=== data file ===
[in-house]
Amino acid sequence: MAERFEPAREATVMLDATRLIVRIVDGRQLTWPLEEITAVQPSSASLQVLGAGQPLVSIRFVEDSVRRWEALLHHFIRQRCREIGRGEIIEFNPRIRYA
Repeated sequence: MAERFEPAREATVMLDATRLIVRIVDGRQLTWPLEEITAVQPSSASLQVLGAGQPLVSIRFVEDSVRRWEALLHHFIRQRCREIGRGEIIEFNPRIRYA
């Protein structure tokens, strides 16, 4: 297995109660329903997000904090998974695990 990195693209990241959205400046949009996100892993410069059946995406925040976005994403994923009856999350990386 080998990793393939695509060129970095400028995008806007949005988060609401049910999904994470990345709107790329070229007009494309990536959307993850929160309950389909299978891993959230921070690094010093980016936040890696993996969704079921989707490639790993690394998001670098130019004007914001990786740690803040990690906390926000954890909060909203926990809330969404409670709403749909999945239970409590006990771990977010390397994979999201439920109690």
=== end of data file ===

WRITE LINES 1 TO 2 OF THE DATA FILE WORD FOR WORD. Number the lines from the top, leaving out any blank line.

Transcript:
[in-house]
Amino acid sequence: MAERFEPAREATVMLDATRLIVRIVDGRQLTWPLEEITAVQPSSASLQVLGAGQPLVSIRFVEDSVRRWEALLHHFIRQRCREIGRGEIIEFNPRIRYA